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I am reading about Dynamic Programming from Cormen.
In the beginning of the chapter it says (relating to the term Dynamic Programming):

"Programming” in this context refers to a tabular method, not to writing computer code.

I can not really understand what this statement means.
I mean, I understand that the dynamic programming algorithms look up solutions, but I get a feeling that this point here defines something fundamental on the Dynamic Programming that I am not grasping.
Any help?

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It's been a while since I've studied this but I think by "tabular method" he means creating and populating a table that contains all possible solutions for the given inputs, but posting as a comment because I'm not really sure anymore. :/ – FrustratedWithFormsDesigner Jan 10 '12 at 16:56
But creating and populating a table, isn't it considered programming?I get the feeling the book means something more here – user10326 Jan 10 '12 at 17:07
Maybe it just means that the term "Dynamic Programming" has "Programming" in the name, but is really an algorithm, not the implementation of an algorithm in code. – psr Jan 10 '12 at 17:43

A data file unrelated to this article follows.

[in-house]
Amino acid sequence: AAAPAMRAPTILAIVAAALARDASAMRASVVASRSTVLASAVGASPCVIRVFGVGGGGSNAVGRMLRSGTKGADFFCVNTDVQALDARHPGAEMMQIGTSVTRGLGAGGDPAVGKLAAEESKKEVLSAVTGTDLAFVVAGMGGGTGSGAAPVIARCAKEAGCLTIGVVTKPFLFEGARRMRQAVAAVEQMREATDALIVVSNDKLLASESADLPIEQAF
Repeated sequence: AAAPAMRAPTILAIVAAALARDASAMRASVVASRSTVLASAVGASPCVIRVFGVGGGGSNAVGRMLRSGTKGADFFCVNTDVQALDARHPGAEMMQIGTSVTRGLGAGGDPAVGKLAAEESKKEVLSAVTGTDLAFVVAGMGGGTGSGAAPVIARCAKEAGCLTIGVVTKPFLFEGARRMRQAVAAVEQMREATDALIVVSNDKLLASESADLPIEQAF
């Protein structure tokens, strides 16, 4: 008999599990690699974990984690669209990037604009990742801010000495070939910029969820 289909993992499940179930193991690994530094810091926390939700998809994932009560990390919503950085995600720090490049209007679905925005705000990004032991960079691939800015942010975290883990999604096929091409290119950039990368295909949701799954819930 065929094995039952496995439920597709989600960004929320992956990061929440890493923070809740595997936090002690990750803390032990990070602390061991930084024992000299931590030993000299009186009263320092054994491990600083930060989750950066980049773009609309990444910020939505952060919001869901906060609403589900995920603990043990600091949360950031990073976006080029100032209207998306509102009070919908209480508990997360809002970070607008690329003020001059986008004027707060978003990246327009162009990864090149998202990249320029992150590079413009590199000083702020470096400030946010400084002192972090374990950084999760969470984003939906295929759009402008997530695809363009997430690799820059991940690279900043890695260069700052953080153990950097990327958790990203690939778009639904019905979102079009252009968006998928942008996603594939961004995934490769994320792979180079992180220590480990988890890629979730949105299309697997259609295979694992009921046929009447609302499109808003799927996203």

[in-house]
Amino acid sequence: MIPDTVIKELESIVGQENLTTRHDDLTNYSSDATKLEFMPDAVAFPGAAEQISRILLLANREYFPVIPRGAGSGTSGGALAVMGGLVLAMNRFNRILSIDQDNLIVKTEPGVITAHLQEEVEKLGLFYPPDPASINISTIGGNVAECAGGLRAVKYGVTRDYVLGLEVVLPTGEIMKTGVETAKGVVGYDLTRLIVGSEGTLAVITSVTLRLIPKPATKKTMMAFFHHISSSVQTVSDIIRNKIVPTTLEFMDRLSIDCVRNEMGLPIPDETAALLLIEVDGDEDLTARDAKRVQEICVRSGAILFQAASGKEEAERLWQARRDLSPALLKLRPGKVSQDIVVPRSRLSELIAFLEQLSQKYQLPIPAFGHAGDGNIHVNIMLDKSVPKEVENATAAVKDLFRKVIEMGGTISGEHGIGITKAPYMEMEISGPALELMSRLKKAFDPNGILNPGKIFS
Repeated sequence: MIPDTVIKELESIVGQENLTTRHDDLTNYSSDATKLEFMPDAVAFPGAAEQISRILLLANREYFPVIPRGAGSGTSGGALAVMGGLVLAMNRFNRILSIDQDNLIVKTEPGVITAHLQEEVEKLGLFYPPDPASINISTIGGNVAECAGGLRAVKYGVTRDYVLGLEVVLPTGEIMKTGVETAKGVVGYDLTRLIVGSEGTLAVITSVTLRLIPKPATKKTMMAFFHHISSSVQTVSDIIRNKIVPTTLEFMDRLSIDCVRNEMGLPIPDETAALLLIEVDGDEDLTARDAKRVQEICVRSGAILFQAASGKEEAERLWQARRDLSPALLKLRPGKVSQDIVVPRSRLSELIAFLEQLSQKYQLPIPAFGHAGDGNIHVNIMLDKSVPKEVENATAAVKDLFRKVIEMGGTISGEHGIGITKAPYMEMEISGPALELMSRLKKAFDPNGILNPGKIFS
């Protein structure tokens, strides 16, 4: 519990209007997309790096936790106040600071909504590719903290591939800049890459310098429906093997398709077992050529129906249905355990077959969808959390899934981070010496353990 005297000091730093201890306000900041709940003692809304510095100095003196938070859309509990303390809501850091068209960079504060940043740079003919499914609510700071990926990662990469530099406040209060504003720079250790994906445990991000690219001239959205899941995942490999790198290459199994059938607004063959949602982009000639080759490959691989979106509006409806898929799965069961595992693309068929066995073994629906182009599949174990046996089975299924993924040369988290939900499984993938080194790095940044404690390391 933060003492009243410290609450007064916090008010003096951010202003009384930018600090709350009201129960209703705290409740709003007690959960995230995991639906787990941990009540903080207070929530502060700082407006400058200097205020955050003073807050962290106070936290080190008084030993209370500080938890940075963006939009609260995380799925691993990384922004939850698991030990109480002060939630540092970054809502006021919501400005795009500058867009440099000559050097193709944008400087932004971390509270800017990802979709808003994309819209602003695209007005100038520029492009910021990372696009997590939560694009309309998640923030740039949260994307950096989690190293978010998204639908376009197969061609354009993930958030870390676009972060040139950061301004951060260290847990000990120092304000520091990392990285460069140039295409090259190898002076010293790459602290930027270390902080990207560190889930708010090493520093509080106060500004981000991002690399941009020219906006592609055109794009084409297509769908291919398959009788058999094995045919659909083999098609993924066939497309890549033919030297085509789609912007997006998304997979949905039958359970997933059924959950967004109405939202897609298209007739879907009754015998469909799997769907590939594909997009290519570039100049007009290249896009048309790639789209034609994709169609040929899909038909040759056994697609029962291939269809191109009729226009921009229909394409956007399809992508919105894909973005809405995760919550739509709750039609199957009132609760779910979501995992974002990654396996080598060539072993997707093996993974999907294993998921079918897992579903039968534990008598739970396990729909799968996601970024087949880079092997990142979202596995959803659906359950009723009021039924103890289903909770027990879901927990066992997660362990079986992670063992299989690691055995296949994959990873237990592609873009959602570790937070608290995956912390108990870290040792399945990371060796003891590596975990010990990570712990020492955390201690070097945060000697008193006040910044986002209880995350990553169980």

@user10326: Yes, and the table is populated by code. Mostly like it's implemented as arrays. The term refers to a style of problem-solving that is usually implemented with actual program code. – FrustratedWithFormsDesigner Jan 10 '12 at 17:59
up vote 4 down vote accepted

Dynamic programming was invented in the first half of the 20th century, when the term "computer" was a job title rather than an inanimate object. Teams of "computers" would fill out the table on paper using mechanical calculators, nobody was writing any computer code. In those days "programming" was primarily a math term, referring to solving a set of simultaneous equations. I suspect they're making the point because folks sometimes think that dynamic programming refers to some sort of self-modifying code.

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Given the field that it's most associated with, it is a rather unfortunately named technique. – Bill the Lizard Jan 10 '12 at 21:48

Dynamic programming is a way to solve problems by decomposing them into sub-problems in a manner that the results of many of the sub-problems can be used many times throughout the solution. A table of the sub-problem results can be created, so that actual computations only need to be performed once per sub-problem.

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